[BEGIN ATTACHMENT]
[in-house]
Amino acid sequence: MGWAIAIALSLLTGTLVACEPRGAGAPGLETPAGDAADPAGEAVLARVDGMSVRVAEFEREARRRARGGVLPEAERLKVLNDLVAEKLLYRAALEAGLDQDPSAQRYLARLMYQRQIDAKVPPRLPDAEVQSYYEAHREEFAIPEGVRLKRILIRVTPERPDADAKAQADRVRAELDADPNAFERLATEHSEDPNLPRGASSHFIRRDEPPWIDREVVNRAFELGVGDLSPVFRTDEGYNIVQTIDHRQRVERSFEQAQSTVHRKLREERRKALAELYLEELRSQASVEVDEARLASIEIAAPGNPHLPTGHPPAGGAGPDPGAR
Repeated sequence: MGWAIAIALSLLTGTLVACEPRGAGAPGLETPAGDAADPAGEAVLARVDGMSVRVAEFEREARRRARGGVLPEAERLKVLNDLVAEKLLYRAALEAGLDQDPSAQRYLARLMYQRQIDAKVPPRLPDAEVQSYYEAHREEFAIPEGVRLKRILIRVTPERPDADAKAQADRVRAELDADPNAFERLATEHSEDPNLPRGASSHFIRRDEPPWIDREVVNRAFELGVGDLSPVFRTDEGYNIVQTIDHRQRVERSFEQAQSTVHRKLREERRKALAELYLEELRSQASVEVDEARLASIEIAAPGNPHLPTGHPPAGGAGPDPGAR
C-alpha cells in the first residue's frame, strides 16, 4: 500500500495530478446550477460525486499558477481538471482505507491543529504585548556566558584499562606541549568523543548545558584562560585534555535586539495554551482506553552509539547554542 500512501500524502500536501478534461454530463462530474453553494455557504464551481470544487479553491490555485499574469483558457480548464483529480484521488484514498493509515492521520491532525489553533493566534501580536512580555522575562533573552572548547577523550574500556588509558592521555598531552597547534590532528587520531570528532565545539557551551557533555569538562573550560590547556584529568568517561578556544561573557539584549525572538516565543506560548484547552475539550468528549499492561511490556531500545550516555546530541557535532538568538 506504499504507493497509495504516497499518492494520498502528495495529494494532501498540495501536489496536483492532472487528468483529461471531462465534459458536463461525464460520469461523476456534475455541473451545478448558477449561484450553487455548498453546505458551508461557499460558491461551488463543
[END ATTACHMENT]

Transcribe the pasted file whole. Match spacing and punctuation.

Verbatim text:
[in-house]
Amino acid sequence: MGWAIAIALSLLTGTLVACEPRGAGAPGLETPAGDAADPAGEAVLARVDGMSVRVAEFEREARRRARGGVLPEAERLKVLNDLVAEKLLYRAALEAGLDQDPSAQRYLARLMYQRQIDAKVPPRLPDAEVQSYYEAHREEFAIPEGVRLKRILIRVTPERPDADAKAQADRVRAELDADPNAFERLATEHSEDPNLPRGASSHFIRRDEPPWIDREVVNRAFELGVGDLSPVFRTDEGYNIVQTIDHRQRVERSFEQAQSTVHRKLREERRKALAELYLEELRSQASVEVDEARLASIEIAAPGNPHLPTGHPPAGGAGPDPGAR
Repeated sequence: MGWAIAIALSLLTGTLVACEPRGAGAPGLETPAGDAADPAGEAVLARVDGMSVRVAEFEREARRRARGGVLPEAERLKVLNDLVAEKLLYRAALEAGLDQDPSAQRYLARLMYQRQIDAKVPPRLPDAEVQSYYEAHREEFAIPEGVRLKRILIRVTPERPDADAKAQADRVRAELDADPNAFERLATEHSEDPNLPRGASSHFIRRDEPPWIDREVVNRAFELGVGDLSPVFRTDEGYNIVQTIDHRQRVERSFEQAQSTVHRKLREERRKALAELYLEELRSQASVEVDEARLASIEIAAPGNPHLPTGHPPAGGAGPDPGAR
C-alpha cells in the first residue's frame, strides 16, 4: 500500500495530478446550477460525486499558477481538471482505507491543529504585548556566558584499562606541549568523543548545558584562560585534555535586539495554551482506553552509539547554542 500512501500524502500536501478534461454530463462530474453553494455557504464551481470544487479553491490555485499574469483558457480548464483529480484521488484514498493509515492521520491532525489553533493566534501580536512580555522575562533573552572548547577523550574500556588509558592521555598531552597547534590532528587520531570528532565545539557551551557533555569538562573550560590547556584529568568517561578556544561573557539584549525572538516565543506560548484547552475539550468528549499492561511490556531500545550516555546530541557535532538568538 506504499504507493497509495504516497499518492494520498502528495495529494494532501498540495501536489496536483492532472487528468483529461471531462465534459458536463461525464460520469461523476456534475455541473451545478448558477449561484450553487455548498453546505458551508461557499460558491461551488463543